Endocytosis and Trafficking of Natriuretic Peptide Receptor-A: Potential Role of Short Sequence Motifs
AbstractThe targeted endocytosis and redistribution of transmembrane receptors among membrane-bound subcellular organelles are vital for their correct signaling and physiological functions. Membrane receptors committed for internalization and trafficking pathways are sorted into coated vesicles. Cardiac hormones, atrial and brain natriuretic peptides (ANP and BNP) bind to guanylyl cyclase/natriuretic peptide receptor-A (GC-A/NPRA) and elicit the generation of intracellular second messenger cyclic guanosine 3',5'-monophosphate (cGMP), which lowers blood pressure and incidence of heart failure. After ligand binding, the receptor is rapidly internalized, sequestrated, and redistributed into intracellular locations. Thus, NPRA is considered a dynamic cellular macromolecule that traverses different subcellular locations through its lifetime. The utilization of pharmacologic and molecular perturbants has helped in delineating the pathways of endocytosis, trafficking, down-regulation, and degradation of membrane receptors in intact cells. This review describes the investigation of the mechanisms of internalization, trafficking, and redistribution of NPRA compared with other cell surface receptors from the plasma membrane into the cell interior. The roles of different short-signal peptide sequence motifs in the internalization and trafficking of other membrane receptors have been briefly reviewed and their potential significance in the internalization and trafficking of NPRA is discussed. View Full-Text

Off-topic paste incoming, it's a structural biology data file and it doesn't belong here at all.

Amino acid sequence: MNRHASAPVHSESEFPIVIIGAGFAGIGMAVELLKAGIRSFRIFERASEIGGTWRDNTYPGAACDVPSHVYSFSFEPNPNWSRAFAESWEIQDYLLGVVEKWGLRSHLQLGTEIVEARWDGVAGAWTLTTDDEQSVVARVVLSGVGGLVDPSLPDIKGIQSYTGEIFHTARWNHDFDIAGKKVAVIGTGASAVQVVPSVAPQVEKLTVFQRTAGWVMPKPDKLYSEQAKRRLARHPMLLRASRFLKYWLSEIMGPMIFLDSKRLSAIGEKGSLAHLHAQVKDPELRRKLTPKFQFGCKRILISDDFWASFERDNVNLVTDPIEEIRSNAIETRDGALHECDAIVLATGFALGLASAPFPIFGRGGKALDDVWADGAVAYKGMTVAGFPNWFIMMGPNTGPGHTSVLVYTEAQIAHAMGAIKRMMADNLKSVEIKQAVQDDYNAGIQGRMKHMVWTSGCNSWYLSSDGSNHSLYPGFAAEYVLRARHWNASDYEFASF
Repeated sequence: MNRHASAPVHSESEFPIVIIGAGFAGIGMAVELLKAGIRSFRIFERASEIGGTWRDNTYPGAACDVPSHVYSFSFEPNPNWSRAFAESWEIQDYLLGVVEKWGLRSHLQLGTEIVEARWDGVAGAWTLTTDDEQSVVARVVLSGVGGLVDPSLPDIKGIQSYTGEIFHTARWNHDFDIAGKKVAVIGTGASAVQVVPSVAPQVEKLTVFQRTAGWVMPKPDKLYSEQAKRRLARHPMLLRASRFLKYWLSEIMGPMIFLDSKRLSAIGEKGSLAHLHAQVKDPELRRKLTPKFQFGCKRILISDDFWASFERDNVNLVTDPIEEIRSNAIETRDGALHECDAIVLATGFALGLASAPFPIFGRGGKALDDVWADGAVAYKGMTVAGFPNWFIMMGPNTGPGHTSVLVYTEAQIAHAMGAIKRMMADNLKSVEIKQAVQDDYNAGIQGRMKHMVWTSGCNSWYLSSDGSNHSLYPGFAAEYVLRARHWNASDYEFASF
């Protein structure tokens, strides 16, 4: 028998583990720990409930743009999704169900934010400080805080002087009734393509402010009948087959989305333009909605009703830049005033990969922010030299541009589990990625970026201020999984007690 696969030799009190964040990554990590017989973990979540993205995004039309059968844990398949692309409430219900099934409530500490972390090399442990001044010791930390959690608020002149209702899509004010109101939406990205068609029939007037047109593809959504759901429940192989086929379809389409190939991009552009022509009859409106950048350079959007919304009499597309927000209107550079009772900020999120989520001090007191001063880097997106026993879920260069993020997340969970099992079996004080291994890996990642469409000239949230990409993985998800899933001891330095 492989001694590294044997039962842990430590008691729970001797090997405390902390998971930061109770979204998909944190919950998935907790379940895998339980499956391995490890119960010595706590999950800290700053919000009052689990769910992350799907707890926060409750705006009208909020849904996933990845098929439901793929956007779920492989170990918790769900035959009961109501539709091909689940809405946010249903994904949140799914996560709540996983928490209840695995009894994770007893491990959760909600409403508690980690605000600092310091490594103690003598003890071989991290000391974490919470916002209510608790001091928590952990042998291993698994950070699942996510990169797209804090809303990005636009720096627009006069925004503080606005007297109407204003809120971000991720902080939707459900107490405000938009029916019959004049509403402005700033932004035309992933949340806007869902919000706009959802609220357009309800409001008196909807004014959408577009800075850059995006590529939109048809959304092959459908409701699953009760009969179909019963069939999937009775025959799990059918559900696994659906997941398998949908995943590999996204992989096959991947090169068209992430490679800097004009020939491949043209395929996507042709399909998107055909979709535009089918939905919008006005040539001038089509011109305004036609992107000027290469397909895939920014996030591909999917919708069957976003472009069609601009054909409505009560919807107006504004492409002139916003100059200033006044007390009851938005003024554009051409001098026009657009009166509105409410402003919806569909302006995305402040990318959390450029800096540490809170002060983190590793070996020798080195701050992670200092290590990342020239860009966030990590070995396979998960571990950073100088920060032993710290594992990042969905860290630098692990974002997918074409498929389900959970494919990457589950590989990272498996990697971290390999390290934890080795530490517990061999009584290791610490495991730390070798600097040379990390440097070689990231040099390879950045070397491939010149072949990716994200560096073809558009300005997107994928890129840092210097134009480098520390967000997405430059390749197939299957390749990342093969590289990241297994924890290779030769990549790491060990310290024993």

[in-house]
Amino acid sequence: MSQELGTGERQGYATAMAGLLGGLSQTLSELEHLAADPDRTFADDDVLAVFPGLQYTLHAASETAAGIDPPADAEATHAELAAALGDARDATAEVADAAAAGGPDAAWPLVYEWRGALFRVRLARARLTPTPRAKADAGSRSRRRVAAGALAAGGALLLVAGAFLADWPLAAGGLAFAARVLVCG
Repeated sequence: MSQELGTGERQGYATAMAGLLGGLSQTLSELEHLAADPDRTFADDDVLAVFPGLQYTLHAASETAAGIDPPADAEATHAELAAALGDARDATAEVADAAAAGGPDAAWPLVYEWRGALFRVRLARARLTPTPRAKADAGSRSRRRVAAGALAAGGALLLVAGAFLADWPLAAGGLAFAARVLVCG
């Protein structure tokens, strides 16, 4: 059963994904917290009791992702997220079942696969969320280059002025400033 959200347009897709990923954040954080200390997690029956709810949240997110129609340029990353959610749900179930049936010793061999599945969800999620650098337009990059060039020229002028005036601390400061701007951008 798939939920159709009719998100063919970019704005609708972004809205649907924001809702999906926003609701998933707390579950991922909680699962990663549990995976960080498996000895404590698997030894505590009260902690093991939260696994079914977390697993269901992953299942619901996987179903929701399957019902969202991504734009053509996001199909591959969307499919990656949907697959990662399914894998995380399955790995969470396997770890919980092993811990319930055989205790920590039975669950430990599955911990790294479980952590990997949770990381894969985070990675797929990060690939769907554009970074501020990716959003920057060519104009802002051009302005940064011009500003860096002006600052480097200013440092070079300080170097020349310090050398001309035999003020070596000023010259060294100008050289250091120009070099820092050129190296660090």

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Pandey, K.N. Endocytosis and Trafficking of Natriuretic Peptide Receptor-A: Potential Role of Short Sequence Motifs. Membranes 2015, 5, 253-287.
Pandey KN. Endocytosis and Trafficking of Natriuretic Peptide Receptor-A: Potential Role of Short Sequence Motifs. Membranes. 2015; 5(3):253-287.Chicago/Turabian Style
Pandey, Kailash N. 2015. "Endocytosis and Trafficking of Natriuretic Peptide Receptor-A: Potential Role of Short Sequence Motifs." Membranes 5, no. 3: 253-287.